Artist Uta Heidelauf wanted to use local newspapers to raise awareness of her upcoming exhibition and drive attendance. On 19 August, Impact PR developed a strategy to target certain newspapers whose audiences fitted the client's target market. Targeted releases were created and distributed to street press such as Time Off, Rave and Scene and suburban newspapers the Southern Star, City North News, City South News and City News (VIBE entertainment section only). A release and picture were also sent to daily commuter tabloid mx and  The Courier-Mail's Saturday event listing 48 hours. All releases were disseminated 22 August, following minor client changes.

Without media monitoring Impact PR cannot confirm whether the story was covered by all media targeted. However, the story definitely appeared in:

  • mx - Friday 14 Sept p2
  • Southern Star, 5 Sept pp 33 and 35 (cover and editorial story of life section)
  • City North News, 13 Sept p5
  • City South News, 13 Sept p20

Client investment in Impact PR: $1200 + GST
Estimated value of known publicity : $16,050.20

 

Project 4    Help a client change a major Government agency’s decision on refusing a $150,000 grant                 Aug 07

This client’s parents used to work in an industry that has since been shut down by the Federal Government. All business owners in the industry were entitled to grants of $150,000 as a form of compensation to help them re-establish into another industry, given that their livelihood had basically been taken away by legislation and through no fault of their own. My client explained that one of her parents had been ‘convicted’ of not submitting the correct paperwork to industry regulators during a field visit once during his business’ 28-year history. That particular parent had made an honest mistake, based on his poor command of English and severe hearing impairment. Both this client’s parents are of non-English speaking background. Up until that point, neither of her parents had had any convictions for criminal or civil offences recorded against them and were proud Australian citizens and strong supporters of their local community. Impact PR interviewed her client at length to obtain the facts of the case, researched policy surrounding the grant conditions and issues relating to the industry.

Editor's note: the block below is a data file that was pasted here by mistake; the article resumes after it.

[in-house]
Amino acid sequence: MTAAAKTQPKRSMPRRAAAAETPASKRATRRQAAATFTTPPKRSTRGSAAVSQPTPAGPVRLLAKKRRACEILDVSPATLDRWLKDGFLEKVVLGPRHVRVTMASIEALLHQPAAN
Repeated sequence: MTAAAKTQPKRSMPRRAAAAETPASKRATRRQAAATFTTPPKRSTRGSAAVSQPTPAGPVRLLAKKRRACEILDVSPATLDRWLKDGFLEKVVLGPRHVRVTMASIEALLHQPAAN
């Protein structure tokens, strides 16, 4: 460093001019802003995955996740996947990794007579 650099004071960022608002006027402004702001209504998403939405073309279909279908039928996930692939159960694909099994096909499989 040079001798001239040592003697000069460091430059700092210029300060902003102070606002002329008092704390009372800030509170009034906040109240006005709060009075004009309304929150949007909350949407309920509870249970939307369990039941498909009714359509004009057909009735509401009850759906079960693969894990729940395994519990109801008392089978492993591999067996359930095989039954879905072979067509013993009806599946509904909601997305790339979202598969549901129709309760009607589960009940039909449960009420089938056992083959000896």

The result was a heartfelt, strong and persuasive four-page letter to the case manager stating the facts of the case, reviewing the reasons behind the initial refusal and providing fresh evidence as to why the decision should be reviewed. The strategy within the letter also included letters of character reference which had been used at the court case but highlighted the fact that the person charged with the offence had severe hearing and language impairment and throughout his 47 years in the country had been a model citizen. The lack of the grant placed this client’s parents’ future in jeopardy as they would need both business partners to receive the grant to which they were both entitled to fund their move into another industry and also provide for their eventual retirement as they were quite elderly.

Client investment in Impact PR:  $654.50

Outcome: In April 2008, the client advised she was very grateful for Impact PR’s effort as the letter had been received and considered by the government agency. They reversed their decision and advised the $150,000 grant would be paid in full to the parent who had been wrongfully convicted.